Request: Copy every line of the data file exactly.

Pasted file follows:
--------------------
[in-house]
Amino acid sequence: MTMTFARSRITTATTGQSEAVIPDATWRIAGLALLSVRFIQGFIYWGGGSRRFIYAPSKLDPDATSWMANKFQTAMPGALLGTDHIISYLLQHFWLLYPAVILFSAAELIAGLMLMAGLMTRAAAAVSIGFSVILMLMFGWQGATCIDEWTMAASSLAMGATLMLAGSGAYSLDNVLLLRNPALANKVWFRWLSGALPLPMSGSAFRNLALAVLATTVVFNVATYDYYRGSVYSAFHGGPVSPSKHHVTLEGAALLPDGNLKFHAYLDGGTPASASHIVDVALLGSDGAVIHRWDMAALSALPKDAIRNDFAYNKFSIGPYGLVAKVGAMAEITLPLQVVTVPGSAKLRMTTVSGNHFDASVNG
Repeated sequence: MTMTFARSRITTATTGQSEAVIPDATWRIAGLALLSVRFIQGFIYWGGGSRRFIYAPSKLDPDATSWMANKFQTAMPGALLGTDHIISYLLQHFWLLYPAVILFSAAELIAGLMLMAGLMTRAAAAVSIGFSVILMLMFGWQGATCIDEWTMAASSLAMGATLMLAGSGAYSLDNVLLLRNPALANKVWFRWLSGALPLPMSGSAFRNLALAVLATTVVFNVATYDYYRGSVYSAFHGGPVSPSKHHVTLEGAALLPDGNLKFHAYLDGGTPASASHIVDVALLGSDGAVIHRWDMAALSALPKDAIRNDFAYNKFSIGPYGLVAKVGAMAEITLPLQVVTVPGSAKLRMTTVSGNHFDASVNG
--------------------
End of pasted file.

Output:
[in-house]
Amino acid sequence: MTMTFARSRITTATTGQSEAVIPDATWRIAGLALLSVRFIQGFIYWGGGSRRFIYAPSKLDPDATSWMANKFQTAMPGALLGTDHIISYLLQHFWLLYPAVILFSAAELIAGLMLMAGLMTRAAAAVSIGFSVILMLMFGWQGATCIDEWTMAASSLAMGATLMLAGSGAYSLDNVLLLRNPALANKVWFRWLSGALPLPMSGSAFRNLALAVLATTVVFNVATYDYYRGSVYSAFHGGPVSPSKHHVTLEGAALLPDGNLKFHAYLDGGTPASASHIVDVALLGSDGAVIHRWDMAALSALPKDAIRNDFAYNKFSIGPYGLVAKVGAMAEITLPLQVVTVPGSAKLRMTTVSGNHFDASVNG
Repeated sequence: MTMTFARSRITTATTGQSEAVIPDATWRIAGLALLSVRFIQGFIYWGGGSRRFIYAPSKLDPDATSWMANKFQTAMPGALLGTDHIISYLLQHFWLLYPAVILFSAAELIAGLMLMAGLMTRAAAAVSIGFSVILMLMFGWQGATCIDEWTMAASSLAMGATLMLAGSGAYSLDNVLLLRNPALANKVWFRWLSGALPLPMSGSAFRNLALAVLATTVVFNVATYDYYRGSVYSAFHGGPVSPSKHHVTLEGAALLPDGNLKFHAYLDGGTPASASHIVDVALLGSDGAVIHRWDMAALSALPKDAIRNDFAYNKFSIGPYGLVAKVGAMAEITLPLQVVTVPGSAKLRMTTVSGNHFDASVNG